The Application of Digital Solutions in Healthcare

Healthcare has experienced a digital boom in recent years, completely necessary in response to the COVID 19 pandemic, and the evident pressure of over-burdened health services.

Digital healthcare solutions can be a transformative asset to both patients and providers alike, giving people more autonomy and independence, and saving professionals a significant amount of time and money through improved processes.

Here, Managing Director Brian Boys of healthcare tech specialist Kingsfield examines how the digitisation of healthcare is already transforming the sector, made even more clear over the past three years specifically.

Impactful for patient care

Since the COVID-19 pandemic, healthcare has increasingly been digitalised – a trend only set to continue with upward trajectory, with the expectation that 90% of all jobs in the NHS in the next twenty years will require some element of digital skills.[1] This rapid digitisation has allowed for greater autonomy for patients, and not just aiding the skill of nurses. Patients are now able to self-monitor using home devices, giving them autonomy in how they share their health information and bringing a sense of independence to treatment, as well as encouraging greater proactivity when a nurse or doctor cannot be present. This is especially important in a time when many hospitals or treatment centres are facing staff shortages and budget cuts.

Tech companies understand the urgent need for products designed with accessibility in mind. By including features that ensure devices are accessible to everyone, digital healthcare solutions are more available to all, and patients can remain involved in their care. Patients are being empowered to manage their medical conditions, choosing to share information with care providers and tracking health data through apps. By monitoring patients’ health at home, it improves accessibility to better health care for patients, offering a far more convenient option – in particular, those facing difficulties in travelling to health centres. Some technology will give patients real-time data, such as being able to track their BMI and heart rates, meaning that information can be sent quickly and securely to patients without the need for doctor’s calls or in-person appointments.

Supporting NHS staff and carers

Innovation in the healthcare industry has empowered patients with home care devices made accessible to all. This self-monitoring technology is often cited as the reason for a reduction of unnecessary hospital visits, saving time and resources for NHS staff. When you consider the enormous pressure on healthcare workers, any method of time saving is invaluable for healthcare and professional staff.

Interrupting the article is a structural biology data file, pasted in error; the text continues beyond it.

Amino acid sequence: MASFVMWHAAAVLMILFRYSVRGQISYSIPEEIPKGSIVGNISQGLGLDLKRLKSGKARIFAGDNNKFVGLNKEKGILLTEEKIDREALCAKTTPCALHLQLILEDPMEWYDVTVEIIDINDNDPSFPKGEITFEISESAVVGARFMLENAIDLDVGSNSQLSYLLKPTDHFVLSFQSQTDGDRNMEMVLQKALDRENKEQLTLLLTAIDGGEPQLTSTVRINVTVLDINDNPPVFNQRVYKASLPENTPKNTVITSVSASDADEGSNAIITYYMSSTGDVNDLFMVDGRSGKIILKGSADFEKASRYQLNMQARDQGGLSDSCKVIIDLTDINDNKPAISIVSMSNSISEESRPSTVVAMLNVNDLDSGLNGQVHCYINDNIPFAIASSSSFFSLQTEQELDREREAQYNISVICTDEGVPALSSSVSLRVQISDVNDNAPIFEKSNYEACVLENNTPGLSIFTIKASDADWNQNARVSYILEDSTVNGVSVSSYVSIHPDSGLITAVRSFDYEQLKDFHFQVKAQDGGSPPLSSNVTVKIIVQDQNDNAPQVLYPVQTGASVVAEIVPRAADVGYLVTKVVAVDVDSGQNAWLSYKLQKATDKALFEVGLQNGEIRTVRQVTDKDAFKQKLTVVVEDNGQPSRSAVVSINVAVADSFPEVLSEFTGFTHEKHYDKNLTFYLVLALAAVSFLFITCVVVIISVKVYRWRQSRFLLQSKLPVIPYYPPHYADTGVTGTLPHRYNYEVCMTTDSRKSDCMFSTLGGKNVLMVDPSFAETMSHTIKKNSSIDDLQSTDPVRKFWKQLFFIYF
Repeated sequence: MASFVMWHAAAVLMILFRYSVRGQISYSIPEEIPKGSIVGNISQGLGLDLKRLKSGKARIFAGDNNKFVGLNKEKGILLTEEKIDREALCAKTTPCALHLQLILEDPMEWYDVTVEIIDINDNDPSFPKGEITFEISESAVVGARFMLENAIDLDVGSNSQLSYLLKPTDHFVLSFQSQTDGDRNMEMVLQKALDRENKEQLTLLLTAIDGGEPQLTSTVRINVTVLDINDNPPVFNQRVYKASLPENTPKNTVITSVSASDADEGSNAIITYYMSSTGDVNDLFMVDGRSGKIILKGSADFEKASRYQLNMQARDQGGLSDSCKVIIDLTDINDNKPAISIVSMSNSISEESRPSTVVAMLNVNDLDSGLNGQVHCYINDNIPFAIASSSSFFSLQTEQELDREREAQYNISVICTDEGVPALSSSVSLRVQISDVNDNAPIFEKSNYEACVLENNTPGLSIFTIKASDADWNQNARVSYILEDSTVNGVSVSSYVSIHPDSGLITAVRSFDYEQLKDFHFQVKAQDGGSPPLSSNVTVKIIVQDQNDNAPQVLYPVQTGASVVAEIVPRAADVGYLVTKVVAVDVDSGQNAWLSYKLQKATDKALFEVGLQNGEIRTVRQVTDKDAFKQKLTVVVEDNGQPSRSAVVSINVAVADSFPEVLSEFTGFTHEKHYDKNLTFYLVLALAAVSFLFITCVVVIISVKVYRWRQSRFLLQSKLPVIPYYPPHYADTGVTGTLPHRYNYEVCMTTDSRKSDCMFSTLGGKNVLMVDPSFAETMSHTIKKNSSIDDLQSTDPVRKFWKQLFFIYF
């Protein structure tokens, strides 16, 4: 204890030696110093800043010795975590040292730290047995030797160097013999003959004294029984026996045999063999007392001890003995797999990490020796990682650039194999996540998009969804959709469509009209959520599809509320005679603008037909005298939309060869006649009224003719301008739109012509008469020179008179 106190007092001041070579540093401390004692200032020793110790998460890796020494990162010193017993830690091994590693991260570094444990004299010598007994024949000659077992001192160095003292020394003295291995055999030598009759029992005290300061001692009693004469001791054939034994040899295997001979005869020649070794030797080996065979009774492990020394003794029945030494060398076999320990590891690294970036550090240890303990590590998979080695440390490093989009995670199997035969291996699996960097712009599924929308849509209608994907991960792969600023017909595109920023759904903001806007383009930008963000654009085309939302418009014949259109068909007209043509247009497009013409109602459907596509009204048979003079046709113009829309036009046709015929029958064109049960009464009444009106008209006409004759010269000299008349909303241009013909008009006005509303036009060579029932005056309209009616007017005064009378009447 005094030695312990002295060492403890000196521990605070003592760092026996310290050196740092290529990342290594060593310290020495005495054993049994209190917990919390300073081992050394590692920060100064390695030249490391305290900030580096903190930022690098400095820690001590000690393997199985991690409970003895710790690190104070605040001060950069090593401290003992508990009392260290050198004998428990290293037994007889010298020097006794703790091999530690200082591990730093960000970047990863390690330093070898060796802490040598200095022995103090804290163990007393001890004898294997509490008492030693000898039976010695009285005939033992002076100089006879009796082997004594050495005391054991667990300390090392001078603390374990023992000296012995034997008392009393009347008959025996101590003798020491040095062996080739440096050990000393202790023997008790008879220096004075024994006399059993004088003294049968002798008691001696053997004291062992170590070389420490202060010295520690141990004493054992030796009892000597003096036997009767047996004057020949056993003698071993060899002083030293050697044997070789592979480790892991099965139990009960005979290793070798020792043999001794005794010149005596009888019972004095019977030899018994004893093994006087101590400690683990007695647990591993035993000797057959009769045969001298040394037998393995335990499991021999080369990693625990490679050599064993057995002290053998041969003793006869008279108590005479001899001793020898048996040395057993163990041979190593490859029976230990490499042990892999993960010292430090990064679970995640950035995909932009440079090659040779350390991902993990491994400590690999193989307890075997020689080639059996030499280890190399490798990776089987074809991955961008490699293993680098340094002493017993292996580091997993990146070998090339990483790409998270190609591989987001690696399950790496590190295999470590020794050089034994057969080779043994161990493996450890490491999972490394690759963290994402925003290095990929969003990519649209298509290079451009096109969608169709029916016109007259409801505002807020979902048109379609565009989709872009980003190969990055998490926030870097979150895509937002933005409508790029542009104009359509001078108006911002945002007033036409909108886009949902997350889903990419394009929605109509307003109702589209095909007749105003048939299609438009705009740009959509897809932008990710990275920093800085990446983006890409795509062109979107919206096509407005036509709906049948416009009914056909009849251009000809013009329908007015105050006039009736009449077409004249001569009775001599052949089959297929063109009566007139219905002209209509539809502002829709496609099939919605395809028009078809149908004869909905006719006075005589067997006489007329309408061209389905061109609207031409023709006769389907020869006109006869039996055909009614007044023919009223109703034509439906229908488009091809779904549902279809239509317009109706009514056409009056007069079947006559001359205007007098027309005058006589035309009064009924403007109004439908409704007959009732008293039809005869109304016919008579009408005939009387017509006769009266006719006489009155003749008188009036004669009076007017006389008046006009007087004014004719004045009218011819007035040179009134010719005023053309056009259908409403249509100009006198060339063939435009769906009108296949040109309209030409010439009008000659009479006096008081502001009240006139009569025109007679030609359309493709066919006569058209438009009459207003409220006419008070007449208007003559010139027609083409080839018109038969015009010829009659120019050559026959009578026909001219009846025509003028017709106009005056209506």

Patients are now able to carry out standard check-ups and only visit the hospital or clinic when their home ‘measurements’ indicate they need to, reducing appointments. According to Luscii, some healthcare apps have saved nurses 56% of their time spent treating patients with arrythmias, as well as 58% fewer A&E visits for patients with COPD and 19% fewer outpatient consultations for pregnancy hypertension.[2] These kinds of statistics firmly demonstrate the significance of digitalisation in healthcare as a solution for improving time management above all else.

Post-COVID care

During the pandemic, there was a sudden unprecedented demand placed on our healthcare system, but digital healthcare solutions and tech played its part to ensure care was still delivered. One example is the introduction of virtual wards, which are now here to stay. Virtual wards ensured that many people could receive medical assessment, and subsequent treatment online, without needing to attend an in-person appointment. During the pandemic, this was critical to prevent the spread of COVID, but has since remained to reduce the demand on resources the NHS is currently facing.

Virtual wards prevented patients who did not require urgent medical attention or appointments from filling up over-burdened wards, relieving some of the pressure and allowing doctors more time to treat those in need of urgent care.[3] The public should expect to have more virtual, over-the-phone appointments compared to in-person check-ups and to deliver this we should expect to see improved online self-management tools and programmes continuing to be developed.

Ultimately, healthcare providers can and should embrace digitisation. In a post-pandemic world where patient demands remain higher than ever, using technology to improve day-to-day processes will save time and save lives.



[1] Care at Home – Kingsfield (

[2] Luscii evidence

[3] NHS England » What is a virtual ward?

The post The Application of Digital Solutions in Healthcare appeared first on .

0 replies

Leave a Reply

Want to join the discussion?
Feel free to contribute!

Leave a Reply

Your email address will not be published. Required fields are marked *